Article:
Little known brands are stigmatized with bad drivers expectations, but SiS certainly did not left 6326 without proper Direct3d support. Last drivers 1.32 are from the end of 2002, such long lasted support was probably caused by motherboard chipsets integrating 6326. First 3d architecture of SiS exhibits Direct3d compatibility on par with legends of its generation. If only the OpenGL library did not end up with beta release...
The start however was rather rough. First revision C1 seems to be another chip with broken perspective correction engine. Many textures on large polygons are warped, shaking, sometimes even rotated. Even some 2D elements like HUDs can float by few pixels here and there. Four megabytes of video memory are sometimes not enough, C1 did not use texturing from system memory and dropped some textures in Incoming. Most of the cards have a jumper to enable own interrupt handling. I tried both to be sure whether it influences transfers with system memory, but it made no difference. Local memory management is problematic as well, games like Formula 1 or Motoracer 2 requiring minimum of four megabytes can reject the card- perhaps precious kilobytes allocated for Turbo Queue are to blame. Viper Racing scaled down textures even at 512x384, Populous could not run at resolution above 400x300. In Expendable and Resident Evil 6326 C1 rendered utter garbage. Common bug is found in Grim Fandango, where wrong z occlusion makes characters hide behind some backgrounds. While driver reports support for all blending modes, actual rendering has issues in modern engines like Half Life and Quake 3. Here is the gallery to see more.
My C3 card has AGP interface, confirming it already supports AGP 2x with system memory texturing. Image quality issues are the same as with C1, but was memory management improved by AGP? Well, there are few hopes: Incoming did not drop textures and Formula 1 could start, but look at the mess:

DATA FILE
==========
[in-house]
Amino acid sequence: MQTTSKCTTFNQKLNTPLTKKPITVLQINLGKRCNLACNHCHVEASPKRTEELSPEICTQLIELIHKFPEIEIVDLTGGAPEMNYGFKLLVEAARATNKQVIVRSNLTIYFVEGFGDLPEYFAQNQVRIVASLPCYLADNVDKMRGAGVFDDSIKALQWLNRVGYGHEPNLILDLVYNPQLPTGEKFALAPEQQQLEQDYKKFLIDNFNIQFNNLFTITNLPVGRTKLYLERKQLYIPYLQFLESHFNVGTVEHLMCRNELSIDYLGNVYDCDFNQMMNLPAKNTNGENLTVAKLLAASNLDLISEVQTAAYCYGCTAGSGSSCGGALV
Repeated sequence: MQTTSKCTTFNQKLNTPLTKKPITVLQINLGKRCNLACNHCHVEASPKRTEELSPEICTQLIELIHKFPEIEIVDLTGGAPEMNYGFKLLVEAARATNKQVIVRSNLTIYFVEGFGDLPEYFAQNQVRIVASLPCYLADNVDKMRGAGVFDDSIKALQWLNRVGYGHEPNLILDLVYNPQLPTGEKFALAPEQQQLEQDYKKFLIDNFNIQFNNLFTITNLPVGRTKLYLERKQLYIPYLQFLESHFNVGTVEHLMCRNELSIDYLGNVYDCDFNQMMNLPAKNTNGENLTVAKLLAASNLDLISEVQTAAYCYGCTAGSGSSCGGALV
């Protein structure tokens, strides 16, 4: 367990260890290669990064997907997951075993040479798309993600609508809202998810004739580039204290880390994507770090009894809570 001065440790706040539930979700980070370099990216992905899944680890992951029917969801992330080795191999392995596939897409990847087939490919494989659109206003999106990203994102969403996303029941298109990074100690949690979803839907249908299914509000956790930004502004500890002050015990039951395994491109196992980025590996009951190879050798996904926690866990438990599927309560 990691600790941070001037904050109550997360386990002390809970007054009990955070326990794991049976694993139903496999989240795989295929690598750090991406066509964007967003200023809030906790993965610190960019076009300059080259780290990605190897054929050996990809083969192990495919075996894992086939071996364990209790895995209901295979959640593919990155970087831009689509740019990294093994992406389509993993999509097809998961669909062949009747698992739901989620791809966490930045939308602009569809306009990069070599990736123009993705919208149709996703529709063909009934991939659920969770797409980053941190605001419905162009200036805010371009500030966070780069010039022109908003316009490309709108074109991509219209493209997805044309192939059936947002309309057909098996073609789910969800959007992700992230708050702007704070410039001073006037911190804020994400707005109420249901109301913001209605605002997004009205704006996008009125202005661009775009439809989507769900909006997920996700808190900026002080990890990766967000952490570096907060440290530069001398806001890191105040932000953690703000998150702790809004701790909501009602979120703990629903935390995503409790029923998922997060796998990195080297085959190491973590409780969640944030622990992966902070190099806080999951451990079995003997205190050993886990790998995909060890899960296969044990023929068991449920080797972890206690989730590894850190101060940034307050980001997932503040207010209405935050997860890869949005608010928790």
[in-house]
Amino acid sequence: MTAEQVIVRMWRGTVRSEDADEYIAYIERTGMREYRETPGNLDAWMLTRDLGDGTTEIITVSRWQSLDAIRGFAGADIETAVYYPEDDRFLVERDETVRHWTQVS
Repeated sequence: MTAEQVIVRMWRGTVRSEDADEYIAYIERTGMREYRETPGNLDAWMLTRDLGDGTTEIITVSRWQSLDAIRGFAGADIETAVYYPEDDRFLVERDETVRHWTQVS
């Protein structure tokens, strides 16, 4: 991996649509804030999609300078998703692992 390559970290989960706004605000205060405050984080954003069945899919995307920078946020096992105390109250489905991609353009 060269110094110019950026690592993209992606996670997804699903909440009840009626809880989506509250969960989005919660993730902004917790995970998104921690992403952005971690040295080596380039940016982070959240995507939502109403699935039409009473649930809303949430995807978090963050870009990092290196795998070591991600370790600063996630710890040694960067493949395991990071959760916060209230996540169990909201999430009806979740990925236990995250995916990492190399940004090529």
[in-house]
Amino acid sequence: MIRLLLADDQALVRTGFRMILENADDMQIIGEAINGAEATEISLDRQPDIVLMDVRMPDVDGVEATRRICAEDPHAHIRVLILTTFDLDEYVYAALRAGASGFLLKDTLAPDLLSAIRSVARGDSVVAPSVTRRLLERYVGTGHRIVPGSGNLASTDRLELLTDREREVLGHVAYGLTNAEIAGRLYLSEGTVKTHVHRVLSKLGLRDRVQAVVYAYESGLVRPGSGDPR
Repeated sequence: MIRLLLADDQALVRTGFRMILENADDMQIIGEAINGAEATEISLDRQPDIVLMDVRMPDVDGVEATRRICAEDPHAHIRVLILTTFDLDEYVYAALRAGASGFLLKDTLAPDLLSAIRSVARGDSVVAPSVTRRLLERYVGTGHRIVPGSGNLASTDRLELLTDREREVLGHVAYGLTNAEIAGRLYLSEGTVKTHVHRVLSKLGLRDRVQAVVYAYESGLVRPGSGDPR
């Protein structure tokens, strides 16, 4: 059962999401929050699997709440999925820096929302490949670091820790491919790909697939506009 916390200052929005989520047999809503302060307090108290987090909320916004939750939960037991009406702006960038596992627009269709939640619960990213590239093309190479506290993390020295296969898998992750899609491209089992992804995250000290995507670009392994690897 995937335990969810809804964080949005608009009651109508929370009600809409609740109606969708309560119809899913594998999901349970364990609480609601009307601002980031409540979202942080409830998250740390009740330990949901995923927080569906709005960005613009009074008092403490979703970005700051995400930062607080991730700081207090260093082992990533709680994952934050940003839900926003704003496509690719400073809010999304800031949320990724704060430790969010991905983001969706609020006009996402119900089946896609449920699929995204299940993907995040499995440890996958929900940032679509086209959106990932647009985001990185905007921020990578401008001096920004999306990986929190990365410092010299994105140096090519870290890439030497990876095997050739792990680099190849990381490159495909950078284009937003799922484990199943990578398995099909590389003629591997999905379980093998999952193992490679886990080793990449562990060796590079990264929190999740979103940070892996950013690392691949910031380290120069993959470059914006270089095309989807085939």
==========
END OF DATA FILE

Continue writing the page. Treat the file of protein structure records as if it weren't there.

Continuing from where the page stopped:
Since C5 blending is correct and most of perspective problems are fixed. However cases of unstable textures remained, so it still cannot be considered as correct and accurate per pixel division. The image quality of 6326AGP is fine but few things are still lowering overall impression. Major flaw is how some 2d images seem distorted, for example characters in Myth or fonts in Incoming and Unreal. It is very annoying and absolutely inexcusable bug seen in whole 6326 family. Second, smoke effects are still skimpy, sometimes hardly visible. It is just a bit of white shade thrown onto your screen. Third the texturing likes to drop samples at further mip maps, but the amount of shimmering is within expectations of the time. Having started testing with Windows 95 I used last driver for the system- 1.28. Thanks to that I saw properly lighted Unreal which does not happen with last Windows 98 driver. On the other hand Expendable was broken with older drivers. Also Incoming showed some excessive color banding. 1.32 driver on the other hand selects ugly format for space backgrounds in Wing Commander Prophecy. To see screenshots of 6326AGP visit this gallery.


3d performance of 6326 is rather low, unlike what theoretical fillrate suggests it does not have enough power for gaming at 640x480. The sweet spot is usually at 512x384. Lowering resolutions further does not help so much like with Virge for example, so the bottleneck is likely somewhere in the early stages. I have to comment on 2d speed as well. DOS performance is lower than others and that does not come from any benchmark, one can tell the difference just by text scrolling. 6326 did not feel very fast in Windows as well, but it does its job. I picked Virge /GX2 for comparison, but now it was obviously an undershoot.